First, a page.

It is McKay's Broadway debut as well, although "I've actually done theatre before. I lived in Chicago five or six years and did Second City and directed a few shows."
Script-wise, it's hard to say where he and Ferrell begin and leave off. "Basically," said McKay, "Will wrote the first draft of it, and then he and I rewrote off of that. The trickiest thing was the fact that he's doing it live every night. You can't do it chunk by chunk, as in film. The hardest thing was rewriting it and playing it as context. When we do movies, we can speak everything moment by moment, but you can't with a one-man show. He's got to remember what's going on. That was the tricky part of it. I'm so used to changing anything I want, and I couldn't in this case. But I found a method: change a little bit every night, and it tended to be comfortable."
McKay doesn't buy that they get easy laughs by preaching to the converted. "It's not like it's New York in 1968. It's New York in 2009, and there's a lot of money in this town and a lot of people who profited a lot from his tax breaks over the last eight years. There's also a lot of people pissed off about the economy. It's such a diverse town, and you got a lot of people coming from Connecticut, which has a real Republican stronghold, so we found it's a very mixed audience, actually."
He did display a certain directorial flair in picking a penis that would elicit equal measures of hoots and oooooos. "I hate to break it to most of America, but there are public-domain cocks all over the place. You go surf the Internet. There are plenty of dudes out there who don't mind having their cock used in a Broadway show. I'd love to know whose it is. He's putting himself on the line as much as anyone out there."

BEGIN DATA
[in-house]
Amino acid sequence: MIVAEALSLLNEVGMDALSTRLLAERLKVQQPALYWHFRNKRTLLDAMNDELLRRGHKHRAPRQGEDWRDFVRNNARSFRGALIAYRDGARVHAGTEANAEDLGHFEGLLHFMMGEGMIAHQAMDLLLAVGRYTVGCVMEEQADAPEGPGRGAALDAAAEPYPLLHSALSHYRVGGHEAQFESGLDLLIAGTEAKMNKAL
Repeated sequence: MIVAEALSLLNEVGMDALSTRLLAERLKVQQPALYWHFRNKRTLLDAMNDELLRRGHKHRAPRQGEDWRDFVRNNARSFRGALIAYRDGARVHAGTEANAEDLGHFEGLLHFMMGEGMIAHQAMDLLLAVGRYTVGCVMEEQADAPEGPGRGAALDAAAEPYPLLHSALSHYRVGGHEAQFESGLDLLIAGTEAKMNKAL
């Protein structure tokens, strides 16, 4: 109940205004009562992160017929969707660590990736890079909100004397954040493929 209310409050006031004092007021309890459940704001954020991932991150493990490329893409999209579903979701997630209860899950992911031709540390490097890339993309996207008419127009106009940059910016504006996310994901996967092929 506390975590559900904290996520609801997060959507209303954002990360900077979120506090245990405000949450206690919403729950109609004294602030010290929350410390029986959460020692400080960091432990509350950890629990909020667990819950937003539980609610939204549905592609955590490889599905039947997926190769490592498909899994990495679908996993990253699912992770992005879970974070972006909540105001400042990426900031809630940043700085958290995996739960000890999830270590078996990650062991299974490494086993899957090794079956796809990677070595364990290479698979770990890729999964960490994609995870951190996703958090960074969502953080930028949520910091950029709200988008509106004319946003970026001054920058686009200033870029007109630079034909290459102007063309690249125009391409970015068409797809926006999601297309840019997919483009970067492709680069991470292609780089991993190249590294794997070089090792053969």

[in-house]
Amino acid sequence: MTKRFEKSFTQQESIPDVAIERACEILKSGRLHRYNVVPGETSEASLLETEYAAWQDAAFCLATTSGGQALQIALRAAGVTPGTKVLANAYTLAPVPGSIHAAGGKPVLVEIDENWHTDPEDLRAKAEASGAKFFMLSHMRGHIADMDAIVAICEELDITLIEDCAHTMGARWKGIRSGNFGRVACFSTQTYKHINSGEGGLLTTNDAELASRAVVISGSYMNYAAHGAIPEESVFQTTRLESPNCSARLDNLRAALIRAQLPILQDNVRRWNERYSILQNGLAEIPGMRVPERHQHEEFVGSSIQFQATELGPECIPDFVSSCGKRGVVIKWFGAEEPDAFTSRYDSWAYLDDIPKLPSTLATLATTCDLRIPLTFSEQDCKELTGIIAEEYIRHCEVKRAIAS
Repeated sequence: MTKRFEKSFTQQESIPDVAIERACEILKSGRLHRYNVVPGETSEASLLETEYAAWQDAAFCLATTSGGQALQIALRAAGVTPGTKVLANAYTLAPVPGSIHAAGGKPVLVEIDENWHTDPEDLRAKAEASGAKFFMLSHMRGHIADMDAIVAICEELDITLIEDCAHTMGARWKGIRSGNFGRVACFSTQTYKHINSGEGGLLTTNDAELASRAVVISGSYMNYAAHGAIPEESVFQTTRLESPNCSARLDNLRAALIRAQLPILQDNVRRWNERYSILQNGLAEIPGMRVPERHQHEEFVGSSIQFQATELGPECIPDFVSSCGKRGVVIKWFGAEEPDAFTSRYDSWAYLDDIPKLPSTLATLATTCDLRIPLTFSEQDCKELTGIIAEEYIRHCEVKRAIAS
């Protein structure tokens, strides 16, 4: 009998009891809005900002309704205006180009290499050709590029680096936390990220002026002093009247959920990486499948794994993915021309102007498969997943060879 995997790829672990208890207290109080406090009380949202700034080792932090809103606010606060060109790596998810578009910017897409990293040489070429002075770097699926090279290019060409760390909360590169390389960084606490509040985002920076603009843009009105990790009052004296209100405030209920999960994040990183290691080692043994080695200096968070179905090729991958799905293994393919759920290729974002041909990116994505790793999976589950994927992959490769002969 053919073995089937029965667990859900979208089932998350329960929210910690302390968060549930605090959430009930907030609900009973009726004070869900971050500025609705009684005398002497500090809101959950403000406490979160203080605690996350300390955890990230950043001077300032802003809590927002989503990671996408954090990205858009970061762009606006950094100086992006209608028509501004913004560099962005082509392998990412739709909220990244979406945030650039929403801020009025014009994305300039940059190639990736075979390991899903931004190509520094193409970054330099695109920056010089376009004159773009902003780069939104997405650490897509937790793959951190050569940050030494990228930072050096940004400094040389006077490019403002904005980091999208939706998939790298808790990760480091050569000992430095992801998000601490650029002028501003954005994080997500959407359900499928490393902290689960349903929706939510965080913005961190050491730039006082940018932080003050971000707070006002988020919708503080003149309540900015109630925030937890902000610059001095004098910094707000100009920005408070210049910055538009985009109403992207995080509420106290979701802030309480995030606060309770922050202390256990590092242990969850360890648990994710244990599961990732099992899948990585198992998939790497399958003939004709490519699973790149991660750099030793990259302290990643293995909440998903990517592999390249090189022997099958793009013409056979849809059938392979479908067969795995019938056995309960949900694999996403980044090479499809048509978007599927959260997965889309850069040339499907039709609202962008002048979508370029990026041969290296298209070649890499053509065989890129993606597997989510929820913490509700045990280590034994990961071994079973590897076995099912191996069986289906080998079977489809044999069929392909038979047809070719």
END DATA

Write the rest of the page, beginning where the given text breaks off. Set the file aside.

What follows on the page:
[flipbook] There are four other actors in this one-man show, but Ferrell and McKay neglected to give them any lines — save for Michael Delaney, who manages to get off a few choice words of heckling as an audience plant who is uprooted and forcibly ejected from the theatre by the Secret Service bruiser who is vigilantly checking out the audience from the stage while the ex-President holds forth waxing nostalgic.
The latter is played by Patrick Ferrell, the younger and taller brother of the star. His character has an arc, surprisingly enough (albeit, a wordless one). He starts out an uptight, buttoned-down, tie-adjusting robot whose screws are loosened by the lively scene-changing music. In no time at all, he's a breakdancing whirling-dervish who takes over the stage so his brother can make one of several costume changes.
"I had some of my own moves," the younger Ferrell admitted, "but I worked with Matt Williams, the choreographer, who was quite good at perfecting some of those moves. We worked out some routines, and I do improvising on my own."
Similarly, Williams' choreography helped shape Pia Glenn's bump-and-grind depiction of the after-hours Condoleezza Rice — the only thing all evening to steal focus from Ferrell. "It's really Will's show," Glenn demurred kittenishly. "I'm very fortunate to have a — I'd call it 'a hot cameo.' It really is just a few minutes — a quick in-and-out — but let me tell ya: it's one of the most rewarding things I've ever done.
"One of the biggest joys is that Will and Adam and Matt let me come up with a lot of the stuff I personally do. To be able to create some of the crazy stuff I do is great."